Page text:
Use XML to Share Access Table Data and Avoid Internet Warnings

Anti-virus software and Microsoft policies make it harder than ever to share table data among Access users. The XML format is a simple way to avoid those roadblocks.

Use XML to Share Access Table Data and Avoid Internet Warnings

Sharing table data with others online is often harder than it should be.

In this article, we'll discuss the pros and cons of several options.  However, if you're not interested in the discussion, the following links will take you straight to the step-by-step instructions for my preferred Microsoft Access table data sharing format: XML.  

One of my goals for this article is to provide a reference point that you can share with others when you need to exchange table data in an online forum or other similar situations.

Discussing the Options

Let's briefly consider the various options:

Access Files (.accdb/.mdb) Are Too Risky

The potential for embedding malicious code in an .accdb or .mdb file makes those file types risky, especially when you receive them from unknown third parties.  In fact, Microsoft itself makes you jump through extra hoops before you can open these file types now.

Office to Disable All VBA Code in Files from the Internet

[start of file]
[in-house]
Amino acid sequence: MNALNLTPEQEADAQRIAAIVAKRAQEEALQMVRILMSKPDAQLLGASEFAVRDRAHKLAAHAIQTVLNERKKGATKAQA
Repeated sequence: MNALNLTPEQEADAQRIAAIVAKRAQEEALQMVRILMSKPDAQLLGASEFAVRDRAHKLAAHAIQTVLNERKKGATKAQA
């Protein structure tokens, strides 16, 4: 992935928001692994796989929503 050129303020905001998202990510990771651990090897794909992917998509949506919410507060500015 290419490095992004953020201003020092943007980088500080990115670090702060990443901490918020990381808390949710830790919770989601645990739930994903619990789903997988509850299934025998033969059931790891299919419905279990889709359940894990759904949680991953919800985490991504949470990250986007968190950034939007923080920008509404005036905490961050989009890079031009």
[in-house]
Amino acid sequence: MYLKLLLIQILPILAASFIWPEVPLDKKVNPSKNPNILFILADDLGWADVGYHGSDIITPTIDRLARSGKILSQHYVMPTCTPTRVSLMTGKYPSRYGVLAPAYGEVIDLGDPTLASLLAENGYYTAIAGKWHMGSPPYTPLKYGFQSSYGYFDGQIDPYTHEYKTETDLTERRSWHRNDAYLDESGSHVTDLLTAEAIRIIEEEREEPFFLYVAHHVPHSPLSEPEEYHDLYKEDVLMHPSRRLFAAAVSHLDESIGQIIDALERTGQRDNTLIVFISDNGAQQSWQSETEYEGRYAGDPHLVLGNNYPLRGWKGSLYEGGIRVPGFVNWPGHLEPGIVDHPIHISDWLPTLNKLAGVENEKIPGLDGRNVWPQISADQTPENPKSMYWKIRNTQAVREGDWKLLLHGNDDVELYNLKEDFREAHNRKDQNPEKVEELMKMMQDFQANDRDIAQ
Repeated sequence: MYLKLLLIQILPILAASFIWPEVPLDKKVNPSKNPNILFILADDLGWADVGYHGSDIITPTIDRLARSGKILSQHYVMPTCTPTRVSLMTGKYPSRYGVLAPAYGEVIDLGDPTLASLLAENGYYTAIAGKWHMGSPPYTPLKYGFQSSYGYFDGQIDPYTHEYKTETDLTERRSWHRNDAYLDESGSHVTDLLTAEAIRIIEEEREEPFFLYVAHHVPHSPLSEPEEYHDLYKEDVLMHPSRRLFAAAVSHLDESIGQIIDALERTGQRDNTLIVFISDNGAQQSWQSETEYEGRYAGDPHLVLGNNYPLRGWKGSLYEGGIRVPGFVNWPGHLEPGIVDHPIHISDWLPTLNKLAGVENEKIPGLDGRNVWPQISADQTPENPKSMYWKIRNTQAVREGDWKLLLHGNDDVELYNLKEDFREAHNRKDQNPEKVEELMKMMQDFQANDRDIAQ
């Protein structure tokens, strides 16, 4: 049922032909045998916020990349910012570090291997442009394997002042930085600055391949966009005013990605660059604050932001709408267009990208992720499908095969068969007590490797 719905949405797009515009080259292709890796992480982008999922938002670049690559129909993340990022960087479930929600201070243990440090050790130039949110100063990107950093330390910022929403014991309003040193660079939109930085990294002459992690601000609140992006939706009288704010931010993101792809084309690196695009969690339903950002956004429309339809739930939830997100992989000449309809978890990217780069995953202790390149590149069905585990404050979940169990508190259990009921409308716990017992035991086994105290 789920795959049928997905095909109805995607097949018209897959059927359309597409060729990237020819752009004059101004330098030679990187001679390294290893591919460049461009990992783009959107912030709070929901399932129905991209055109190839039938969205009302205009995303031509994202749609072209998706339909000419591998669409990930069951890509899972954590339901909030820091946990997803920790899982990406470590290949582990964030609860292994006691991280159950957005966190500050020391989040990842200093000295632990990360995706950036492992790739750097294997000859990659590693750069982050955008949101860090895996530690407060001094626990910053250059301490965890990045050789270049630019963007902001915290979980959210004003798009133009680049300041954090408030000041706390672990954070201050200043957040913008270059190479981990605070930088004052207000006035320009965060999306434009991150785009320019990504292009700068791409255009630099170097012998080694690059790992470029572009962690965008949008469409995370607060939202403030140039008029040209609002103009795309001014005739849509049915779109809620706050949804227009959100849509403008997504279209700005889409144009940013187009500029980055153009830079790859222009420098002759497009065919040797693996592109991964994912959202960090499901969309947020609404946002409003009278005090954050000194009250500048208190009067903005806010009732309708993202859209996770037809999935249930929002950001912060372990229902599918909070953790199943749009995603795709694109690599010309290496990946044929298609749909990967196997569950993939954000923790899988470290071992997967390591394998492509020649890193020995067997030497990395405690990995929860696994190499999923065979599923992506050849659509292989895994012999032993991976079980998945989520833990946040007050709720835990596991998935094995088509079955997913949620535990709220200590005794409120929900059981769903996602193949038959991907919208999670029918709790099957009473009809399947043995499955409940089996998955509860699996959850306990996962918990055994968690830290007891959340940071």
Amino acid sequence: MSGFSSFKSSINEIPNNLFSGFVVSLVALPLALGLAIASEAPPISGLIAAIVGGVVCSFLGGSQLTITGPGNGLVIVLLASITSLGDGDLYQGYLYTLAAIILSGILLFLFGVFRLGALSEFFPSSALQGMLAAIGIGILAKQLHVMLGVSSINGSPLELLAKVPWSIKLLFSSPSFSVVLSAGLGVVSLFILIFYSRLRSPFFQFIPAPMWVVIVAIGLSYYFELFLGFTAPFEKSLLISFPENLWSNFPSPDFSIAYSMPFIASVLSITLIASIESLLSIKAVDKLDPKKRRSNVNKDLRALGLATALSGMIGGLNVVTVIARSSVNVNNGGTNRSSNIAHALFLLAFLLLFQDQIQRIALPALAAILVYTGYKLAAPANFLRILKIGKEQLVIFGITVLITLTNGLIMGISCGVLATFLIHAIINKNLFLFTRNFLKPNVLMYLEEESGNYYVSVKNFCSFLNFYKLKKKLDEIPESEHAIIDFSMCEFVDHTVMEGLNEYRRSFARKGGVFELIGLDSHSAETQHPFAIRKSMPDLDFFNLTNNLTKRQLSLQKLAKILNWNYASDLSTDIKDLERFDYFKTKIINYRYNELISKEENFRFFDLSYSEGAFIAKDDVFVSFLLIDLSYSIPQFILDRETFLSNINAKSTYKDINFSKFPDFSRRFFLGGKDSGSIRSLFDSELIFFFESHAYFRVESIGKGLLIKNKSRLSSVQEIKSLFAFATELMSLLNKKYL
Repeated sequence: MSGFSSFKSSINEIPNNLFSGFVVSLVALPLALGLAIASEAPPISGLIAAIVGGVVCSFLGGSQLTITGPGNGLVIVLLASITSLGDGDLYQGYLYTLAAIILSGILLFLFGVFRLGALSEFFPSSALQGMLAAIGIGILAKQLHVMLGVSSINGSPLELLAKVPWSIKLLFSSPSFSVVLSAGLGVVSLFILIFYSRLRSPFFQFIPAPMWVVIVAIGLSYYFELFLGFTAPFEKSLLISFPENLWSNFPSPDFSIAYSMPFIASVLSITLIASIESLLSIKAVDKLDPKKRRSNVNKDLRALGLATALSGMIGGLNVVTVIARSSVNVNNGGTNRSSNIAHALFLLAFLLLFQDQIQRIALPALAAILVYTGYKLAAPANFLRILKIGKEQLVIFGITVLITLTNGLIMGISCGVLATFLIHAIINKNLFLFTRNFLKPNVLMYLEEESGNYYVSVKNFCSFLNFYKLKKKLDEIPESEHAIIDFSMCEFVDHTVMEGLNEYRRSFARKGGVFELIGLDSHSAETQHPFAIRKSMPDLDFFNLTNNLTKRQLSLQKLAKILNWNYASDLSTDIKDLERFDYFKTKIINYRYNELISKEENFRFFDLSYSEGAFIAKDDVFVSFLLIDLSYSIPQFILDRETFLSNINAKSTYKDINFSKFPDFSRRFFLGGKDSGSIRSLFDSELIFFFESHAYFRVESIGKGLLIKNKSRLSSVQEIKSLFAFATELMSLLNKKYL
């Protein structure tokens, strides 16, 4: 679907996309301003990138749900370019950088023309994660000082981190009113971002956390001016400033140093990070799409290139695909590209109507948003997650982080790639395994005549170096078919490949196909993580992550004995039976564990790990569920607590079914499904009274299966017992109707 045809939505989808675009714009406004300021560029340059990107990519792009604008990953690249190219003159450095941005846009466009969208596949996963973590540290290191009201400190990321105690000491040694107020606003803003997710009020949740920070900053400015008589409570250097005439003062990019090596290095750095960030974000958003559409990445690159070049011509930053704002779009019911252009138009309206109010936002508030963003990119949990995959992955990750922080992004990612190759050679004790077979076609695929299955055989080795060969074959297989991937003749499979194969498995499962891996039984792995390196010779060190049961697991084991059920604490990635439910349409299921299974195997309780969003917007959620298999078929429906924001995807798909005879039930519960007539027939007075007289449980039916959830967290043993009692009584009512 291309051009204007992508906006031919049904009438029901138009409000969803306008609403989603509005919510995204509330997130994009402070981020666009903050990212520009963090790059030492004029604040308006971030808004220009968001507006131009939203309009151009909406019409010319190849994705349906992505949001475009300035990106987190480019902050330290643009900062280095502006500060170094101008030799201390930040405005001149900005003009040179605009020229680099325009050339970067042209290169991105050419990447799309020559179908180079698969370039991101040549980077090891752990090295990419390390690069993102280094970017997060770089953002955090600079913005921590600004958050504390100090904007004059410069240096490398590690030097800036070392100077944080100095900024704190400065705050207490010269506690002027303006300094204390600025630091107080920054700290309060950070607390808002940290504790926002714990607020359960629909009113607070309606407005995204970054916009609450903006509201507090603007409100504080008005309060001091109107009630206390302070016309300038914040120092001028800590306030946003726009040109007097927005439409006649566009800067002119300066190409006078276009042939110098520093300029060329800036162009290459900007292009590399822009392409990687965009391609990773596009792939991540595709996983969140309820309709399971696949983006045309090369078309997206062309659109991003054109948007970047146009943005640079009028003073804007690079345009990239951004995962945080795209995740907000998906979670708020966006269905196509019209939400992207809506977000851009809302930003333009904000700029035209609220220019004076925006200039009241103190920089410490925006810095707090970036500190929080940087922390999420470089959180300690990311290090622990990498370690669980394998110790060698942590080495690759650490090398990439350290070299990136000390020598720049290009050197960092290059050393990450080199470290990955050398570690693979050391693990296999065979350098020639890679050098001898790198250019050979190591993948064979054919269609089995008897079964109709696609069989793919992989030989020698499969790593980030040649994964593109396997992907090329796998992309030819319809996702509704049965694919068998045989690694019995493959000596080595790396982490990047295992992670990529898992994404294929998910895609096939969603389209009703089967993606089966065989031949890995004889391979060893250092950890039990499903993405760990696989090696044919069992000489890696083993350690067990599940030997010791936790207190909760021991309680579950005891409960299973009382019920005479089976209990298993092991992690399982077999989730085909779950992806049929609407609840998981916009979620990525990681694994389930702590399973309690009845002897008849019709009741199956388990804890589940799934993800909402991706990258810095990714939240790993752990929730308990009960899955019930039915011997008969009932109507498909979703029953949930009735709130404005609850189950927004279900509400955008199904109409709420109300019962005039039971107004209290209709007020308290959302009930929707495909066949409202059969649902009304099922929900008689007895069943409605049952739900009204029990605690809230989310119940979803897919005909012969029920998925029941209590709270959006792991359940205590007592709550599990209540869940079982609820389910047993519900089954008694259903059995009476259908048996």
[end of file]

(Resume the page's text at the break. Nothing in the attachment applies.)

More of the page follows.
Beginning in April 2022, users will no longer have the option to manually enable VBA code in Office files downloaded from the internet.

The thing is, if all you want to do is share table data with another user, using a file format with the potential to include malicious code is unnecessarily risky.  From a security perspective, it's simpler if everyone sticks to a format that doesn't support executable code.  

A simple text format seems like a good option.

CSV Files Are Too Ambiguous

The immediate format that likely comes to mind is CSV.

The problem with CSV is that there is no standard format.  CSVs can have trouble dealing with embedded quotes or line breaks in strings, leading zeroes in strings that look like numbers, etc.  If you send someone a CSV, you have to tell them a bunch of extra information about how it needs to get imported.  

Not efficient at all.

JSON Is All the Rage in 2023!

Ha! Tell that to Microsoft.

Microsoft is too busy shoving Dataverse support down our throats to bother adding native support for arguably the world's most ubiquitous text-based data interchange format in 2023: JSON.  

And since I'm focused on Microsoft Access users on this blog, JSON is, sadly, not an option.

XML: The Least Bad Option

As Winston Churchill liked to remind the world, "Democracy is the worst form of government, except for all the others."  

For our purposes here today, that's how I feel about XML.  

By default, exporting a table to XML from Access will result in two different files per table and both files must be in the same folder when importing, which is annoying:

  • *.xsd: the table definition
  • *.xml: the table data

However, there is a somewhat hidden option that allows you to combine the two files into a single *.xml file.  This is convenient, but it does result in additional steps for the exporting party.